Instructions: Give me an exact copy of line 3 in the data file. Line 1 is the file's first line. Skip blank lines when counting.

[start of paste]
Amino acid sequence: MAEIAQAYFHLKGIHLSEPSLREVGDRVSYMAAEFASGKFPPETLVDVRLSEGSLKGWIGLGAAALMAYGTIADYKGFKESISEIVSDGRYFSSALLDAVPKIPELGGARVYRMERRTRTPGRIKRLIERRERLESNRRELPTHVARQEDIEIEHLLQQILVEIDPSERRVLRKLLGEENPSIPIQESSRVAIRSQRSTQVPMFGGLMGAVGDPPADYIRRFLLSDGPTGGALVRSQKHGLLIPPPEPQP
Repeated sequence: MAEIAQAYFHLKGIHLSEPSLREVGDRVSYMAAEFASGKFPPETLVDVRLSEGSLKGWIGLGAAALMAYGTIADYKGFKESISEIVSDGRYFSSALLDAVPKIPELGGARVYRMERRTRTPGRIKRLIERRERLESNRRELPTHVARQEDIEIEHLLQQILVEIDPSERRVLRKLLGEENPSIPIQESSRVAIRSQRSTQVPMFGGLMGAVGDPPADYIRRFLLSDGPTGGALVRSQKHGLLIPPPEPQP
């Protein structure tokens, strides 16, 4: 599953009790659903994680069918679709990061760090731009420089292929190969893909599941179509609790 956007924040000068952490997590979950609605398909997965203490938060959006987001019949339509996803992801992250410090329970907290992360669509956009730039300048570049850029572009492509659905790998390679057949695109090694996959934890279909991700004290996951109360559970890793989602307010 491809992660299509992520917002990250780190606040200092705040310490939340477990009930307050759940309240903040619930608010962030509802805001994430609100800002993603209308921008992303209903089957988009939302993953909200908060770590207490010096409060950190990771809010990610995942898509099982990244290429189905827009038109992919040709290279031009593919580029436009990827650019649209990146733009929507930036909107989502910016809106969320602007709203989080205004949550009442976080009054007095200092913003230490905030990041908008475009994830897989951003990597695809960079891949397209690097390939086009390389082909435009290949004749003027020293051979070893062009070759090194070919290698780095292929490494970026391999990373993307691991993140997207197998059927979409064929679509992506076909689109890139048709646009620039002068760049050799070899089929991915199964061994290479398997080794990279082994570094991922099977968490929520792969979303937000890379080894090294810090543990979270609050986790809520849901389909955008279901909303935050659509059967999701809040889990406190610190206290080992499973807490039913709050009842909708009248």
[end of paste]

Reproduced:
């Protein structure tokens, strides 16, 4: 599953009790659903994680069918679709990061760090731009420089292929190969893909599941179509609790 956007924040000068952490997590979950609605398909997965203490938060959006987001019949339509996803992801992250410090329970907290992360669509956009730039300048570049850029572009492509659905790998390679057949695109090694996959934890279909991700004290996951109360559970890793989602307010 491809992660299509992520917002990250780190606040200092705040310490939340477990009930307050759940309240903040619930608010962030509802805001994430609100800002993603209308921008992303209903089957988009939302993953909200908060770590207490010096409060950190990771809010990610995942898509099982990244290429189905827009038109992919040709290279031009593919580029436009990827650019649209990146733009929507930036909107989502910016809106969320602007709203989080205004949550009442976080009054007095200092913003230490905030990041908008475009994830897989951003990597695809960079891949397209690097390939086009390389082909435009290949004749003027020293051979070893062009070759090194070919290698780095292929490494970026391999990373993307691991993140997207197998059927979409064929679509992506076909689109890139048709646009620039002068760049050799070899089929991915199964061994290479398997080794990279082994570094991922099977968490929520792969979303937000890379080894090294810090543990979270609050986790809520849901389909955008279901909303935050659509059967999701809040889990406190610190206290080992499973807490039913709050009842909708009248």